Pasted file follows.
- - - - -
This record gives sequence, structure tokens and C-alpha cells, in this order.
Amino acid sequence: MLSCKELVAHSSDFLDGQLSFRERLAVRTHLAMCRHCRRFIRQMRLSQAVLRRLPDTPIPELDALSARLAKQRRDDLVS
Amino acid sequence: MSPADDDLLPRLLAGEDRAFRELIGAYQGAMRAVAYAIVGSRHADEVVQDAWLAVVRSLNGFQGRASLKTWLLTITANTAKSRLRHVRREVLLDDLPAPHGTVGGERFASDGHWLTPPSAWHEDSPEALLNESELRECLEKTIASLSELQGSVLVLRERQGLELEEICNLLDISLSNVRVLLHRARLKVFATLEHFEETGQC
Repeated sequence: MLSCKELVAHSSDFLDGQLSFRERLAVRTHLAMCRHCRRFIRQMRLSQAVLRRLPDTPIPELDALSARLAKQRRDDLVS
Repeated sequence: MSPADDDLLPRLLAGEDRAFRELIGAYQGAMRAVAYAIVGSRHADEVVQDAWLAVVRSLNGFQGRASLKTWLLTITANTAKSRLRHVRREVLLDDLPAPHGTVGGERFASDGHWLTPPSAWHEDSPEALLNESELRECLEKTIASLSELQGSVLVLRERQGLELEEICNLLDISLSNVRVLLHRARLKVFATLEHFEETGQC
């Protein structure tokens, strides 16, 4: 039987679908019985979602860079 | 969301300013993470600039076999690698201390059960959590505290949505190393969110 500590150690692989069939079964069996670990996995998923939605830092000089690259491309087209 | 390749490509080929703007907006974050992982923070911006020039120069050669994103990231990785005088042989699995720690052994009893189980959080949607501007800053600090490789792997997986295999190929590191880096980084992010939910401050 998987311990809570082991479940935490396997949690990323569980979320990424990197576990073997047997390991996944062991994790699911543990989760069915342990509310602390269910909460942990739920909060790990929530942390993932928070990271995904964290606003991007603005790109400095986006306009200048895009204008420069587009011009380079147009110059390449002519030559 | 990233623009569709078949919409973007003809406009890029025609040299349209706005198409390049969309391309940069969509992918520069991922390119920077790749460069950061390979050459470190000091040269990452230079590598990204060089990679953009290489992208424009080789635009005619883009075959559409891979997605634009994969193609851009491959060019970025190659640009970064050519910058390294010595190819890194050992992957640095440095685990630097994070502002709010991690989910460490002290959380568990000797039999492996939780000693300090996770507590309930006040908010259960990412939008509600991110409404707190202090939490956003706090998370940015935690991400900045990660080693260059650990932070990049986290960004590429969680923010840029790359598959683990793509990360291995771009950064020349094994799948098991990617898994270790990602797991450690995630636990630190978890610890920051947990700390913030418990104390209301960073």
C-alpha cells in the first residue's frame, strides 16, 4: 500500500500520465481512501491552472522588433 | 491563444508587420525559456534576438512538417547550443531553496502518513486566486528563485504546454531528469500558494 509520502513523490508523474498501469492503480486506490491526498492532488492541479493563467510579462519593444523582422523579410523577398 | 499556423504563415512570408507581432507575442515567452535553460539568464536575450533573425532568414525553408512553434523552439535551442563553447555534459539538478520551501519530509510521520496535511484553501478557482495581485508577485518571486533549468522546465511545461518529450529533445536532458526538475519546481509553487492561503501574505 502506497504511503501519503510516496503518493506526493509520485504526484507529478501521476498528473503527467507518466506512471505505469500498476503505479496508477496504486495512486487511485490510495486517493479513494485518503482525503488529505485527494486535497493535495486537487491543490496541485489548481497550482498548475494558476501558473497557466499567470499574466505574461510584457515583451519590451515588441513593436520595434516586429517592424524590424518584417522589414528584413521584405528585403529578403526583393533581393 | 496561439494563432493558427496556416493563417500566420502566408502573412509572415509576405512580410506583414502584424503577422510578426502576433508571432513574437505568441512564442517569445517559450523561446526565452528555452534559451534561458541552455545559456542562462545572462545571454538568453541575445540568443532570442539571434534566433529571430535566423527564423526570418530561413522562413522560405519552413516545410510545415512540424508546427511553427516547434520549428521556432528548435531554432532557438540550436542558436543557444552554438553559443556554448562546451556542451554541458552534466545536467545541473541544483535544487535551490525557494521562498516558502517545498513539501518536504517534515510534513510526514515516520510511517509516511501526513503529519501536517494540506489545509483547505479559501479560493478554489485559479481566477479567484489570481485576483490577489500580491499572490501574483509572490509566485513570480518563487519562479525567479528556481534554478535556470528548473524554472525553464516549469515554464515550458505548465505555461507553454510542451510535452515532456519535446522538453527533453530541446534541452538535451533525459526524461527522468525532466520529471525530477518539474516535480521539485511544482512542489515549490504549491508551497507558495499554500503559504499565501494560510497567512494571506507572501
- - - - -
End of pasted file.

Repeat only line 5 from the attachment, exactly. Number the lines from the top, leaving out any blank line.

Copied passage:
Repeated sequence: MSPADDDLLPRLLAGEDRAFRELIGAYQGAMRAVAYAIVGSRHADEVVQDAWLAVVRSLNGFQGRASLKTWLLTITANTAKSRLRHVRREVLLDDLPAPHGTVGGERFASDGHWLTPPSAWHEDSPEALLNESELRECLEKTIASLSELQGSVLVLRERQGLELEEICNLLDISLSNVRVLLHRARLKVFATLEHFEETGQC